legs crossed, quick pulse minutely

jerking her right foot. Tony,

from an island in the South Pacific, sprawls

limp and relaxed in his desk. 

The melody floats around and through us

in the room, broken here and there, fragmented,

re-started. It feels Mideastern, but

it could be jazz, or the blues — it could be

anything from anywhere.

I sit down on my desk to wait,

and it hits me from nowhere — a sudden,

sweet, almost painful love for my students. 

“Nevermind,” I want to cry out.

“It doesn’t matter about fragments.

Finding them or not.  Everything’s

a fragment and everything’s not a fragment.

Listen to the music, how fragmented,

how whole, how we can’t separate the music

from the sun falling on its knees on all the greenness,

from this moment, how this moment

contains all the fragments of yesterday

and everything we’ll ever know of tomorrow!” 

Instead, I keep a coward’s silence.

The music stops abruptly;

they finish their work,

and we go through the right answers,

which is to say

we separate the fragments from the whole. 

Al Zolynas spent his boyhood in Australia before coming to the United States when he was 15. He taught in the English department at Alliant University for many years and is a senior Zen practitioner. Many of his poems can be found online. The poem is published by permission. Photo credit: Arlie Zolynas.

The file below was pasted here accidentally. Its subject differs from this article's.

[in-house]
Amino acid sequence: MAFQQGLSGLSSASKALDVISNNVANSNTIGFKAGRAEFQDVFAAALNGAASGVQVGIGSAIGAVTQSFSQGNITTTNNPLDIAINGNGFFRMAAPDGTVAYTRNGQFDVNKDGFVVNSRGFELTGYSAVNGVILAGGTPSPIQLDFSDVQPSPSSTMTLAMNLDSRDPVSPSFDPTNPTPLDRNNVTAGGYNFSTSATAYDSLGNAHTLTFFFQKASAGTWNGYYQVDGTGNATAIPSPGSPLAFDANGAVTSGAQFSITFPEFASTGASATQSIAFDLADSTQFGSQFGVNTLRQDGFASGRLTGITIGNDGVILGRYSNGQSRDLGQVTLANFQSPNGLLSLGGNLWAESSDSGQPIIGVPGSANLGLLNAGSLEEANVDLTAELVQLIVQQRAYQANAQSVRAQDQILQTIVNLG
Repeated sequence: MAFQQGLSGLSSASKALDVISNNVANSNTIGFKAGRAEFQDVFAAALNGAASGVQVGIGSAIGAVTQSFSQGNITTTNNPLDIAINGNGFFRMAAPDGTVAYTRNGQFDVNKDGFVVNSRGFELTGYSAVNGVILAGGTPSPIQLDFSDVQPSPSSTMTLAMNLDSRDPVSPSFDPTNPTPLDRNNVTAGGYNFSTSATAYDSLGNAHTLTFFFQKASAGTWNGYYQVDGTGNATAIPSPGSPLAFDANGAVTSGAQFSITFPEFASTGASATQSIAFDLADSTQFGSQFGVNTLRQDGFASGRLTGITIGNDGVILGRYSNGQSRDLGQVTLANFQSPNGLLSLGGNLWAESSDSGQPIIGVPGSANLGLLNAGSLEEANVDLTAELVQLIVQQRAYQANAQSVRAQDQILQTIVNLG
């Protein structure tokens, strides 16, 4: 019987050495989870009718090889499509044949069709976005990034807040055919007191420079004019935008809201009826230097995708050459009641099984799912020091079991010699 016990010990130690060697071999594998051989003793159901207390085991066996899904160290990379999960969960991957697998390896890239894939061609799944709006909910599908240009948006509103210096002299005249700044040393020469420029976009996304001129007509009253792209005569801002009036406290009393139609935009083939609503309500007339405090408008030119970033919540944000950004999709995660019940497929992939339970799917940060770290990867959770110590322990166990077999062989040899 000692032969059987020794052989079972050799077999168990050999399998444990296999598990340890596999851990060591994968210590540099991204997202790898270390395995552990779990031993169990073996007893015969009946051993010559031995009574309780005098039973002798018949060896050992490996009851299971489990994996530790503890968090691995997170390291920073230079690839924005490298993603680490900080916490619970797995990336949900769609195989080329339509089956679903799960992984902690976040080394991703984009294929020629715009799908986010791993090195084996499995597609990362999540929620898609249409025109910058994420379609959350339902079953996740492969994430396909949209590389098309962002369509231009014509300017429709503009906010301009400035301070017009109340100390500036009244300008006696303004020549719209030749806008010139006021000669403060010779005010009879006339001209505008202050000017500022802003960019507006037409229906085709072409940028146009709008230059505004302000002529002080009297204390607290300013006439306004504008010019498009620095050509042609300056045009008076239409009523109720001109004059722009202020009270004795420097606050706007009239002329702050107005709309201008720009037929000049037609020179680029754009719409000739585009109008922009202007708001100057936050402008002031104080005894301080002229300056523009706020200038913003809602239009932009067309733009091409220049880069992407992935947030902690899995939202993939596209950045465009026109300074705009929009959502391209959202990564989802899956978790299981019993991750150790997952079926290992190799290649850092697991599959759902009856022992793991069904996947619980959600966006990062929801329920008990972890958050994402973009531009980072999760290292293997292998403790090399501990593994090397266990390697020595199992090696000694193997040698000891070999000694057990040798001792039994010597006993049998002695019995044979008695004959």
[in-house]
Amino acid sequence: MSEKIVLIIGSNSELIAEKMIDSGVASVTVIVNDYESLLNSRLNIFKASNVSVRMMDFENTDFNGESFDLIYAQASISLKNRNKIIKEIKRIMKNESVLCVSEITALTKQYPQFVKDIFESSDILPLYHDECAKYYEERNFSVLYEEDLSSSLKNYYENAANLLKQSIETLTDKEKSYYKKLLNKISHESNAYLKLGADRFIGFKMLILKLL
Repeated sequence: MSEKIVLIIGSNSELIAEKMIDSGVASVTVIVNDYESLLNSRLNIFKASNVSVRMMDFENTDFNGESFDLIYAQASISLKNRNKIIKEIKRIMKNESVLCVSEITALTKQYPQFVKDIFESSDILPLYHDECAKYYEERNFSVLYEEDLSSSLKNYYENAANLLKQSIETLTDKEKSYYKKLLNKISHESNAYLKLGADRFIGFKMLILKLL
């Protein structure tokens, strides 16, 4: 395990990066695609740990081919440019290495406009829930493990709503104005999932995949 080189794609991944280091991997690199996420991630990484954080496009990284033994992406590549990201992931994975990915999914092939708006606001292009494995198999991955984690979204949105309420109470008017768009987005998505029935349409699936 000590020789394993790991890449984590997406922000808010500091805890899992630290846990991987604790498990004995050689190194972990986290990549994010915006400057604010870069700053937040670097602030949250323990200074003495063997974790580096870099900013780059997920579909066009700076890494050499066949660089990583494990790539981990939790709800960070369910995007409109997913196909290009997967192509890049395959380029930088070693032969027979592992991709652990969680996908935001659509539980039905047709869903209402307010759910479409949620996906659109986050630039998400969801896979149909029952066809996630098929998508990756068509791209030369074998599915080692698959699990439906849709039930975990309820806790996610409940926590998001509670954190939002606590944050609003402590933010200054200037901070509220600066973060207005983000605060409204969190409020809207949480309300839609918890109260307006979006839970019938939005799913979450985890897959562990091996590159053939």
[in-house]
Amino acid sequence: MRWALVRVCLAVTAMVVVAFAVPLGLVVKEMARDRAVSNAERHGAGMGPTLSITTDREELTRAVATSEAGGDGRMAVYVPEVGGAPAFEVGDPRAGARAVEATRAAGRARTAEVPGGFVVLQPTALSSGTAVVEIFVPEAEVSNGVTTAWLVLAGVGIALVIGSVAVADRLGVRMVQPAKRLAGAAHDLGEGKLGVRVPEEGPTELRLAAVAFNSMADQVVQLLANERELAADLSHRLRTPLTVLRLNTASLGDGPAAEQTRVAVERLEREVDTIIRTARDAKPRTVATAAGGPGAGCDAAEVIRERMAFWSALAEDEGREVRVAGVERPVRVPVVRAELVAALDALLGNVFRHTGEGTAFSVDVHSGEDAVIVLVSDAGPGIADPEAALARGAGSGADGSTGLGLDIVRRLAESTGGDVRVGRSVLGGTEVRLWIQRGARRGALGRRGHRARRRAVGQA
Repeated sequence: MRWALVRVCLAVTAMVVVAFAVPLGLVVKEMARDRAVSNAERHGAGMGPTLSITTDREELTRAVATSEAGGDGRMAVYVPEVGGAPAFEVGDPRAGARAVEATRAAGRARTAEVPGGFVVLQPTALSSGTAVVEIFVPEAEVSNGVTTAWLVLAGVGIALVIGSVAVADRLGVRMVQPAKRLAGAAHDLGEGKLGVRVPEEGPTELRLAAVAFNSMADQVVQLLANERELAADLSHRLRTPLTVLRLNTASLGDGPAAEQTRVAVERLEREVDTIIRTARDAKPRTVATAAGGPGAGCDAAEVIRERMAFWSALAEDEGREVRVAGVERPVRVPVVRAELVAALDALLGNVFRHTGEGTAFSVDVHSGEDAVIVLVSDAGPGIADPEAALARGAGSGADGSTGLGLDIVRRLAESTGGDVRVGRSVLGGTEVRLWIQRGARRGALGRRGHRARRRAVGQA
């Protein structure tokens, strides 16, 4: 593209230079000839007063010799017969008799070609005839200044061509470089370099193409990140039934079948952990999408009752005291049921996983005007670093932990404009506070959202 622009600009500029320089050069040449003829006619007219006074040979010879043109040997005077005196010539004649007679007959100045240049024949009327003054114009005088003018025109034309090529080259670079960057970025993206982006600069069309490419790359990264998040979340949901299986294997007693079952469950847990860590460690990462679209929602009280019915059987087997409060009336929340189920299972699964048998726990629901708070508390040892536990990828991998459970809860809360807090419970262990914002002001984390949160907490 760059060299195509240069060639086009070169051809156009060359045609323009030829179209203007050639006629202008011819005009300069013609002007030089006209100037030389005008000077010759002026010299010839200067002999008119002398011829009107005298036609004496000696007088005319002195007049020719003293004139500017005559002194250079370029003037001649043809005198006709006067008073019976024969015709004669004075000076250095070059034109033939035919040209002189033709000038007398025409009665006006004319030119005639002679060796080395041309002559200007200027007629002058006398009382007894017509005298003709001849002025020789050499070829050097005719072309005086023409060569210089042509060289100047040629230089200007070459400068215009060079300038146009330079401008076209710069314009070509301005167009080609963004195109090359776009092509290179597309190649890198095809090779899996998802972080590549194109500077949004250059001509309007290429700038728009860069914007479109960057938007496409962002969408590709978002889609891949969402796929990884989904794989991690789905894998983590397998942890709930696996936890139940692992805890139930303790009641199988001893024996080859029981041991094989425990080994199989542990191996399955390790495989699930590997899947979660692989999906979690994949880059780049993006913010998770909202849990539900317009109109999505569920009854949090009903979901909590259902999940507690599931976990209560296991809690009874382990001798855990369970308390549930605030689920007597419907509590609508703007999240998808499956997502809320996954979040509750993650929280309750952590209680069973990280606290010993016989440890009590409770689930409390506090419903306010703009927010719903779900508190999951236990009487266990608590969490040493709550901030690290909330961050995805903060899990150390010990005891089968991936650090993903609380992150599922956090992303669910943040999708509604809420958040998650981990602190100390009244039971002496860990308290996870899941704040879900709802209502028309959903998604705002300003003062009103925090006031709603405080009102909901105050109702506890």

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4S Ranch Allied Gardens Alpine Baja Balboa Park Bankers Hill Barrio Logan Bay Ho Bay Park Black Mountain Ranch Blossom Valley Bonita Bonsall Borrego Springs Boulevard Campo Cardiff-by-the-Sea Carlsbad Carmel Mountain Carmel Valley Chollas View Chula Vista City College City Heights Clairemont College Area Coronado CSU San Marcos Cuyamaca College Del Cerro Del Mar Descanso Downtown San Diego Eastlake East Village El Cajon Emerald Hills Encanto Encinitas Escondido Fallbrook Fletcher Hills Golden Hill Grant Hill Grantville Grossmont College Guatay Harbor Island Hillcrest Imperial Beach Imperial Valley Jacumba Jamacha-Lomita Jamul Julian Kearny Mesa Kensington La Jolla Lakeside La Mesa Lemon Grove Leucadia Liberty Station Lincoln Acres Lincoln Park Linda Vista Little Italy Logan Heights Mesa College Midway District MiraCosta College Miramar Miramar College Mira Mesa Mission Beach Mission Hills Mission Valley Mountain View Mount Hope Mount Laguna National City Nestor Normal Heights North Park Oak Park Ocean Beach Oceanside Old Town Otay Mesa Pacific Beach Pala Palomar College Palomar Mountain Paradise Hills Pauma Valley Pine Valley Point Loma Point Loma Nazarene Potrero Poway Rainbow Ramona Rancho Bernardo Rancho Penasquitos Rancho San Diego Rancho Santa Fe Rolando San Carlos San Marcos San Onofre Santa Ysabel Santee San Ysidro Scripps Ranch SDSU Serra Mesa Shelltown Shelter Island Sherman Heights Skyline Solana Beach Sorrento Valley Southcrest South Park Southwestern College Spring Valley Stockton Talmadge Temecula Tierrasanta Tijuana UCSD University City University Heights USD Valencia Park Valley Center Vista Warner Springs